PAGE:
Insect Allergies

Most people have some reaction to insect stings, but some have more severe allergic reactions to the insect’s venom.  Bee, wasp, yellow jacket, hornet, or fire ant stings are the venom-containing stings that most often trigger allergies.

The severity of an insect sting reaction varies from person to person.   A normal reaction results in pain, swelling, and redness around the sting site.  A large local reaction results in swelling that extends beyond the sting site. This kind of reaction is typically no more serious than a normal reaction.   For a small number of people with venom allergy, stings may be life-threatening. This reaction is called anaphylaxis.  Symptoms may include two or more of the following: itching and hives, swelling in the throat or tongue, difficulty breathing, dizziness, stomach cramps, nausea or diarrhea.  In severe cases, a rapid fall in blood pressure may result in shock and loss of consciousness.

Treating Insect Stings

The best treatment for insect stings is to avoid the stinging insects.  Do not disturb insect hives and be cautions outdoors by not wearing bright colors, perfumes, etc in areas where stinging insects may reside.  Many insects are attracted to sweet to foods and sweet beverages, so exercise caution at picnics and barbecues.

If stung and the insect left its stinger in your skin, quickly remove the stinger to avoid receiving more venom.  A quick scrape of your fingernail removes the stinger and sac. Avoid squeezing the sac – this forces more venom through the stinger and into your skin. For all stinging insects, try to remain calm and brush these insects from the skin. Then immediately leave the area.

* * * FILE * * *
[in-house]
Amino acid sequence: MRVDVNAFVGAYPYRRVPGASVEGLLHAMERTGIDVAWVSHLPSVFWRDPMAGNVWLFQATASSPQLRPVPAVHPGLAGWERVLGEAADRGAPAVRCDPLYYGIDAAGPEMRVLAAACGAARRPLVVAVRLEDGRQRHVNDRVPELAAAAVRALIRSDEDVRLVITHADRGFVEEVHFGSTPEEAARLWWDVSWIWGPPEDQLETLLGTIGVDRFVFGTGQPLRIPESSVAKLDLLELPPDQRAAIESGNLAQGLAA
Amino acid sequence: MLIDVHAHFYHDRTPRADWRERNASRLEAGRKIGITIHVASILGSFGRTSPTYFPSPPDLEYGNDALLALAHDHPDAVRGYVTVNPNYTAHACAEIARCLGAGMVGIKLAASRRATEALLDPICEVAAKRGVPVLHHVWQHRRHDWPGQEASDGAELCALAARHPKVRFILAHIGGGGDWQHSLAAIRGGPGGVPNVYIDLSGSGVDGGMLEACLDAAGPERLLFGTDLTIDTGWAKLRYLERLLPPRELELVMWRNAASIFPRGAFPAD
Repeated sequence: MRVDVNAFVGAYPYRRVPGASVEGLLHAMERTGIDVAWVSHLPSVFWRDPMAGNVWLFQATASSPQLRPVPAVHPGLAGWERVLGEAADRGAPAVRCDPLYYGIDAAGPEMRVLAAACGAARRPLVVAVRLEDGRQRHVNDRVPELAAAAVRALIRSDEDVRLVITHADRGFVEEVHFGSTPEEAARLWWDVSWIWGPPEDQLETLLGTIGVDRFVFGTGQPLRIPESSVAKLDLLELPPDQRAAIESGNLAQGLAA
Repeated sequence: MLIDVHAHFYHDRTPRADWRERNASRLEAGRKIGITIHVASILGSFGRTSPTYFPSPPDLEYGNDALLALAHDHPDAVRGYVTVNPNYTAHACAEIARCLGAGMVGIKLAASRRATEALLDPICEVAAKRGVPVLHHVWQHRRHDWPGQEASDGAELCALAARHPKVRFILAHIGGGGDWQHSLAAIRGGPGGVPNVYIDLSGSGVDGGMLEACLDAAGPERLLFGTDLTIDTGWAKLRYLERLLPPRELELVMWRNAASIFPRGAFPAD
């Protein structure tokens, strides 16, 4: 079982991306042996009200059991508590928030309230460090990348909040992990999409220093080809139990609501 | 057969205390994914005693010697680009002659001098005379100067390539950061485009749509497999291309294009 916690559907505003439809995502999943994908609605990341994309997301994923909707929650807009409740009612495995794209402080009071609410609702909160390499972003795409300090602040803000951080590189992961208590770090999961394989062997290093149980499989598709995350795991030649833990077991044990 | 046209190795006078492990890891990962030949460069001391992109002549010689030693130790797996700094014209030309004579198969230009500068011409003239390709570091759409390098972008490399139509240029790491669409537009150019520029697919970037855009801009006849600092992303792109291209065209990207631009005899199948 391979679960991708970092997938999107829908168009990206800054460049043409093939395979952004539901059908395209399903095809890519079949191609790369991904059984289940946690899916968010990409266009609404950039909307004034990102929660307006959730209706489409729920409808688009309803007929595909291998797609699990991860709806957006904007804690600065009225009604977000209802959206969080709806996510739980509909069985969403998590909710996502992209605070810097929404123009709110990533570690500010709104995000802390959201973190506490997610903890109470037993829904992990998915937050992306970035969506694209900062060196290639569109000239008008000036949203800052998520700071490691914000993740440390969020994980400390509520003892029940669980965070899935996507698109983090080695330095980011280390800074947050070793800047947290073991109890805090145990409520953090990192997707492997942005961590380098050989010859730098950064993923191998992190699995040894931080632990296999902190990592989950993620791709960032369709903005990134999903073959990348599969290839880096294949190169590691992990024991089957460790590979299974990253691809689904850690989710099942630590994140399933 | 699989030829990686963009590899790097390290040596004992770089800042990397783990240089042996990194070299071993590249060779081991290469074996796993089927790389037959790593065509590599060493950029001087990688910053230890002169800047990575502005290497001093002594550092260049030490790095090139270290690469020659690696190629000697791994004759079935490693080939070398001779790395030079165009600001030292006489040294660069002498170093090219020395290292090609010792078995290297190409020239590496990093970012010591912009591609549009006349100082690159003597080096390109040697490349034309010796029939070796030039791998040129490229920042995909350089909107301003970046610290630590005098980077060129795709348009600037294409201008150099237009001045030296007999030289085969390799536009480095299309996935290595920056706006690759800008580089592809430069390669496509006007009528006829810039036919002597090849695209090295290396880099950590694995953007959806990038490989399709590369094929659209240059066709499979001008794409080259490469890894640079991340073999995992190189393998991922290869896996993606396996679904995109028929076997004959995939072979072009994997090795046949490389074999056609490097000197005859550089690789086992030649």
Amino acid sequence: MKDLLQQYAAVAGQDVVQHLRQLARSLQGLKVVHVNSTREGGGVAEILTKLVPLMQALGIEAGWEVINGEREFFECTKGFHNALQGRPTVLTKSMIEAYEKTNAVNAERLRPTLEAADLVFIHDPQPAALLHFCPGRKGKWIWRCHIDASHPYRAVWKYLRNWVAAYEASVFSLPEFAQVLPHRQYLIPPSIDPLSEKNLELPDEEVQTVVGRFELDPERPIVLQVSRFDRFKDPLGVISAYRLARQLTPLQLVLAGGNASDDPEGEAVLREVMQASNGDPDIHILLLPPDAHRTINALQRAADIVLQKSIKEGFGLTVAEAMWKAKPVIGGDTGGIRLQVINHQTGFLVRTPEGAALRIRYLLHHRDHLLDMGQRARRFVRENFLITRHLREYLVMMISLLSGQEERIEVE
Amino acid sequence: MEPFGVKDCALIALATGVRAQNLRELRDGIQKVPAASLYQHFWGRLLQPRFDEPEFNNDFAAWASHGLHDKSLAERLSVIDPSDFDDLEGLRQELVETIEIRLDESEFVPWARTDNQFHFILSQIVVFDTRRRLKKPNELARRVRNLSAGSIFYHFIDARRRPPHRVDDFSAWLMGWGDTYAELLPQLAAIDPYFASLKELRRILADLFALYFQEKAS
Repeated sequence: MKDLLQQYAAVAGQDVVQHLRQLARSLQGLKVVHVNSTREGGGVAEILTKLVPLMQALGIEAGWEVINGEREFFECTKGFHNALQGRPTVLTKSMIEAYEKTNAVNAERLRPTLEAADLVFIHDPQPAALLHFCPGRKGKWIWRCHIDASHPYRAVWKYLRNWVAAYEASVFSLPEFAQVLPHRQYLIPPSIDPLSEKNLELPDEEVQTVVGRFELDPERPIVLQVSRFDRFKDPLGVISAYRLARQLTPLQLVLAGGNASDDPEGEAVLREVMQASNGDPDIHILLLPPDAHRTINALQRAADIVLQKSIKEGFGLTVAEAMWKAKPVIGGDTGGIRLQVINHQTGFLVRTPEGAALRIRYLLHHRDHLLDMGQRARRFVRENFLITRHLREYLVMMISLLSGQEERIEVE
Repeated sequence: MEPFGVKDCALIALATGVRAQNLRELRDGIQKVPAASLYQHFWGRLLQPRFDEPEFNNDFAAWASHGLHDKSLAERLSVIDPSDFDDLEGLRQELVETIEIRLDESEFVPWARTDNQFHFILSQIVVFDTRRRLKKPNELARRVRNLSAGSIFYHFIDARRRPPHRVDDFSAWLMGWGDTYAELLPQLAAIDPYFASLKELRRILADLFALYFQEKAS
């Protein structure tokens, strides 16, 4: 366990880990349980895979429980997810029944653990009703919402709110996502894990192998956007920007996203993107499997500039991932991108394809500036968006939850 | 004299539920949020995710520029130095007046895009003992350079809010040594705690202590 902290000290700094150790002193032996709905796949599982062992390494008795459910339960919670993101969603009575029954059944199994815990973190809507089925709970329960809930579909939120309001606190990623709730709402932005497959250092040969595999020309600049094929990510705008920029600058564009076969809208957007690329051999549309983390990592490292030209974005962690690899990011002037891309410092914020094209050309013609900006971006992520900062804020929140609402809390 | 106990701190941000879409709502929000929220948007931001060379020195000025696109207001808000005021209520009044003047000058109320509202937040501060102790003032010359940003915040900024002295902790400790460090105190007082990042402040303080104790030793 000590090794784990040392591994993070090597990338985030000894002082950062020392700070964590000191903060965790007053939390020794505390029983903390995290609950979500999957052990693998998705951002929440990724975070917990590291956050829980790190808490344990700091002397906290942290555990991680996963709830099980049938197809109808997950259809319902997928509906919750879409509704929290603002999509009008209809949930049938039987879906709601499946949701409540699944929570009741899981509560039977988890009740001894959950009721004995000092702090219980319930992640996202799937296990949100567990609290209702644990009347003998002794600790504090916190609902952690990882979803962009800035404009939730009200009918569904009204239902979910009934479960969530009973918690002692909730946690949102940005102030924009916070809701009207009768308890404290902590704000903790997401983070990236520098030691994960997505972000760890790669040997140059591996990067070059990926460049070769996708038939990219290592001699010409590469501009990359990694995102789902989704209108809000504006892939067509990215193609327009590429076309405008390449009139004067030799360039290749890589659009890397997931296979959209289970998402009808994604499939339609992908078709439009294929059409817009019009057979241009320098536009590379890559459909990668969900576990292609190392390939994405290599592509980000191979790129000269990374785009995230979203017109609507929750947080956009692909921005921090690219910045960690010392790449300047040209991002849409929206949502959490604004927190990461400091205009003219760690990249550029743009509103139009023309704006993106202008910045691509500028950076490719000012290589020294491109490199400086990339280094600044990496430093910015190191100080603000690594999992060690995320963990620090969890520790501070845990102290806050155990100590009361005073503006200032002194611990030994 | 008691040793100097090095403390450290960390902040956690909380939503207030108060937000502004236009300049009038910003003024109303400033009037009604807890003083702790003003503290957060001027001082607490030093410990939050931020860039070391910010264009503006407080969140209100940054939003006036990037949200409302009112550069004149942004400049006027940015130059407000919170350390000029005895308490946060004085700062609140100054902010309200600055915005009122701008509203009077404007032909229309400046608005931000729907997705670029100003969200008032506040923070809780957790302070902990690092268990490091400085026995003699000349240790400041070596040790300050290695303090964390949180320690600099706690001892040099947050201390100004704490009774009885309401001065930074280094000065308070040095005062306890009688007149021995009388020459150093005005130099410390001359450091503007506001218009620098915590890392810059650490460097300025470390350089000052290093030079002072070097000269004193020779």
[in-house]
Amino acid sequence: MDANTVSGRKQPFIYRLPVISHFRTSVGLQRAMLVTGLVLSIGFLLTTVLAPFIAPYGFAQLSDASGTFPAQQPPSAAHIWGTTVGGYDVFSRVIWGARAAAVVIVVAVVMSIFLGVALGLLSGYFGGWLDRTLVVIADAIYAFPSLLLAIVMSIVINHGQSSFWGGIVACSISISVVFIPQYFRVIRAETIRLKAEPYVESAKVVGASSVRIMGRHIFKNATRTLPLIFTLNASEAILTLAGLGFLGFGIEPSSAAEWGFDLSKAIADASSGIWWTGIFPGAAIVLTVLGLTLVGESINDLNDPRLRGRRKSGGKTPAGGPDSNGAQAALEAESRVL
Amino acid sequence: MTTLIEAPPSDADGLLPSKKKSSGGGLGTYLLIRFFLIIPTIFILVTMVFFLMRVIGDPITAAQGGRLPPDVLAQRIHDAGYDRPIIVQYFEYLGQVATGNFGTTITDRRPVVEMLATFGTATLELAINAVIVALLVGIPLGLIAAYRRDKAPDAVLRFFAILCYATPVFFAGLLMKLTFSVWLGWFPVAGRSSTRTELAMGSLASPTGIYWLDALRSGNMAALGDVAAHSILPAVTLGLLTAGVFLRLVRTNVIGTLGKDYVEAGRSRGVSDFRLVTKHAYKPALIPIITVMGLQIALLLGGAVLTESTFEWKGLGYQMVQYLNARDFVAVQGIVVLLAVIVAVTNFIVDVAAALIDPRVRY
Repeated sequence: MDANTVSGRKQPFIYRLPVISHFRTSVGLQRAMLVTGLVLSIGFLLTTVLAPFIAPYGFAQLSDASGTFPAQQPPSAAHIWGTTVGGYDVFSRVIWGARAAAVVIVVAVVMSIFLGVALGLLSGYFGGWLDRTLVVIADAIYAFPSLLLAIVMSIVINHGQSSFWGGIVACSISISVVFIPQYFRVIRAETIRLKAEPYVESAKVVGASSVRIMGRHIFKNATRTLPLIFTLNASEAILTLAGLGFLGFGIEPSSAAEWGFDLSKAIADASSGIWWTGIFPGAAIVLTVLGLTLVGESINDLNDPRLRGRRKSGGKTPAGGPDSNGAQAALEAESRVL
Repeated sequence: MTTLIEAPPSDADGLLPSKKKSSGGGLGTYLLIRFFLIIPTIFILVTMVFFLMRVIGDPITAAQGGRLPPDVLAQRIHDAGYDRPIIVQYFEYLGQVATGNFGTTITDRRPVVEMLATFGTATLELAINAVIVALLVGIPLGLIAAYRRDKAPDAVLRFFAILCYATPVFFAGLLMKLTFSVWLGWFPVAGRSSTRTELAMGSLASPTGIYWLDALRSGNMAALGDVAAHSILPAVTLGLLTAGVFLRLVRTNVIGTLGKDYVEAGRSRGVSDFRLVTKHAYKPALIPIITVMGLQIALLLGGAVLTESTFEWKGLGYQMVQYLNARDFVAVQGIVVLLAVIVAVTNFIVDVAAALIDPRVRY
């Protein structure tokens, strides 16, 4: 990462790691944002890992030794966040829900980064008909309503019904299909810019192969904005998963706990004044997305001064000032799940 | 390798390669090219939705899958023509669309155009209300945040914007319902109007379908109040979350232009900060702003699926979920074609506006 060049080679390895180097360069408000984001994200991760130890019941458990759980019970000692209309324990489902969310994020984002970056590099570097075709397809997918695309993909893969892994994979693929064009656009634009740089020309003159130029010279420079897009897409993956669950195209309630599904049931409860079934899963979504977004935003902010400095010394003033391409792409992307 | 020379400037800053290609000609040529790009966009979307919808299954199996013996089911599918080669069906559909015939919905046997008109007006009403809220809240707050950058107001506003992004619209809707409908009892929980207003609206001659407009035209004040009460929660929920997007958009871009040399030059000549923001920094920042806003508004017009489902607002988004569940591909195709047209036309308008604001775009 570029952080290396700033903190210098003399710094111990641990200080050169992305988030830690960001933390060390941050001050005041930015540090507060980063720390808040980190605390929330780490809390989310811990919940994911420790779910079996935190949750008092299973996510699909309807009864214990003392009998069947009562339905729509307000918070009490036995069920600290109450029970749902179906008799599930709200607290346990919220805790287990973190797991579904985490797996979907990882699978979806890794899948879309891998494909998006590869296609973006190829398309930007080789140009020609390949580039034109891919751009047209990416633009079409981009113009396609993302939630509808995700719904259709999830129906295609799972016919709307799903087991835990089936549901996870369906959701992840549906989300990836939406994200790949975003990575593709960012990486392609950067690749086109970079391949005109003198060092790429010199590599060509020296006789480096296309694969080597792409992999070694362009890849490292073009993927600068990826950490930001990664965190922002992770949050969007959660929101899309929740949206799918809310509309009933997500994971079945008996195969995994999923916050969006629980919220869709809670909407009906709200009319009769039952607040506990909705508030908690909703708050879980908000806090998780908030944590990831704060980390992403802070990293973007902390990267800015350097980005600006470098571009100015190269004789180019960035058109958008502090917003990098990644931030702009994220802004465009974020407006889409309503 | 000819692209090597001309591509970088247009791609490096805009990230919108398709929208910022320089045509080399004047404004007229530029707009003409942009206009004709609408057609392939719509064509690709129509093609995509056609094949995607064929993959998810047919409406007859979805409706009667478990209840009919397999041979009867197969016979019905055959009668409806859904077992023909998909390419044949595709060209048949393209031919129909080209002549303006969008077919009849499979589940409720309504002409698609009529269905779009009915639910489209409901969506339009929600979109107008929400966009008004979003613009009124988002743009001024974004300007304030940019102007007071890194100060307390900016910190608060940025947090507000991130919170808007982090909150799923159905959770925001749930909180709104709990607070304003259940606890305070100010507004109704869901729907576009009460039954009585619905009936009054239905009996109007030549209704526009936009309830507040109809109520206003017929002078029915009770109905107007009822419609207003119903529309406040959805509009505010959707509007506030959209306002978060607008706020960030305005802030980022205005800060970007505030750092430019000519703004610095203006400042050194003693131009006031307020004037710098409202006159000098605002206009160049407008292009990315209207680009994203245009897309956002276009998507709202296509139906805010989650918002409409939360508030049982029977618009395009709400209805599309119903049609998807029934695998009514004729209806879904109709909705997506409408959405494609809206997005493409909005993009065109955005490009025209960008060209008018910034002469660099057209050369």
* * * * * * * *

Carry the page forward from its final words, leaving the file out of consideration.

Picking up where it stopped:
These steps can help in treating local reactions to insect stings:

  • Raise the affected limb and apply a cold compress to reduce swelling and pain.
  • Gently clean area with soap and water to prevent secondary infections; do not break blisters.
  • Use topical steroid ointments or oral antihistamines to relieve itching.
  • See your physician if swelling progresses or if the sting site seems infected.

If you are severely insect-allergic, carry auto-injectable epinephrine. Learn how and when to self-administer the epinephrine, and replace the device before the labeled expiration date.  Dr. Fleekop can assist with this training.

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